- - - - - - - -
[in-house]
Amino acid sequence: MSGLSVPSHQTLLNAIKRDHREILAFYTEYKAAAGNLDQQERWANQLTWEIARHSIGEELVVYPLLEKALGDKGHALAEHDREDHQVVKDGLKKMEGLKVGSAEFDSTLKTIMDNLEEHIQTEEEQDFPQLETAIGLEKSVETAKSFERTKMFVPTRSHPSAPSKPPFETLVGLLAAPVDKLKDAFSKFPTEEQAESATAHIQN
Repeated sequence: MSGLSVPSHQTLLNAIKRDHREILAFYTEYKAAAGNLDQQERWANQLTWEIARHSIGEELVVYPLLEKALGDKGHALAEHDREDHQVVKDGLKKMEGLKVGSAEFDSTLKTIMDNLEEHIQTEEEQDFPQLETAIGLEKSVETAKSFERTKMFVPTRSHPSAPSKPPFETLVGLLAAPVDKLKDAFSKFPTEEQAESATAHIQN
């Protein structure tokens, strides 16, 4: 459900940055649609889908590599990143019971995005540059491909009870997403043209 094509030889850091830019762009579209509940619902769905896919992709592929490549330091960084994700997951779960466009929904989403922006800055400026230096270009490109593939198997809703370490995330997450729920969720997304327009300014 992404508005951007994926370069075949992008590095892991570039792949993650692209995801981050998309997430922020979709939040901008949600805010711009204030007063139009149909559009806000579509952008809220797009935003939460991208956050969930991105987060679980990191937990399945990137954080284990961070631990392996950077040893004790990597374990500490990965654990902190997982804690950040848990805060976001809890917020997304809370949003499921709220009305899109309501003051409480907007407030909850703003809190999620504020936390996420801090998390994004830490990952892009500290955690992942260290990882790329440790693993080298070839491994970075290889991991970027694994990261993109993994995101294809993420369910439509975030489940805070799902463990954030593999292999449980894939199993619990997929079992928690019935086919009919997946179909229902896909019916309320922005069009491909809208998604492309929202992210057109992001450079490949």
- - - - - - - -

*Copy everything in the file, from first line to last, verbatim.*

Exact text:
[in-house]
Amino acid sequence: MSGLSVPSHQTLLNAIKRDHREILAFYTEYKAAAGNLDQQERWANQLTWEIARHSIGEELVVYPLLEKALGDKGHALAEHDREDHQVVKDGLKKMEGLKVGSAEFDSTLKTIMDNLEEHIQTEEEQDFPQLETAIGLEKSVETAKSFERTKMFVPTRSHPSAPSKPPFETLVGLLAAPVDKLKDAFSKFPTEEQAESATAHIQN
Repeated sequence: MSGLSVPSHQTLLNAIKRDHREILAFYTEYKAAAGNLDQQERWANQLTWEIARHSIGEELVVYPLLEKALGDKGHALAEHDREDHQVVKDGLKKMEGLKVGSAEFDSTLKTIMDNLEEHIQTEEEQDFPQLETAIGLEKSVETAKSFERTKMFVPTRSHPSAPSKPPFETLVGLLAAPVDKLKDAFSKFPTEEQAESATAHIQN
């Protein structure tokens, strides 16, 4: 459900940055649609889908590599990143019971995005540059491909009870997403043209 094509030889850091830019762009579209509940619902769905896919992709592929490549330091960084994700997951779960466009929904989403922006800055400026230096270009490109593939198997809703370490995330997450729920969720997304327009300014 992404508005951007994926370069075949992008590095892991570039792949993650692209995801981050998309997430922020979709939040901008949600805010711009204030007063139009149909559009806000579509952008809220797009935003939460991208956050969930991105987060679980990191937990399945990137954080284990961070631990392996950077040893004790990597374990500490990965654990902190997982804690950040848990805060976001809890917020997304809370949003499921709220009305899109309501003051409480907007407030909850703003809190999620504020936390996420801090998390994004830490990952892009500290955690992942260290990882790329440790693993080298070839491994970075290889991991970027694994990261993109993994995101294809993420369910439509975030489940805070799902463990954030593999292999449980894939199993619990997929079992928690019935086919009919997946179909229902896909019916309320922005069009491909809208998604492309929202992210057109992001450079490949």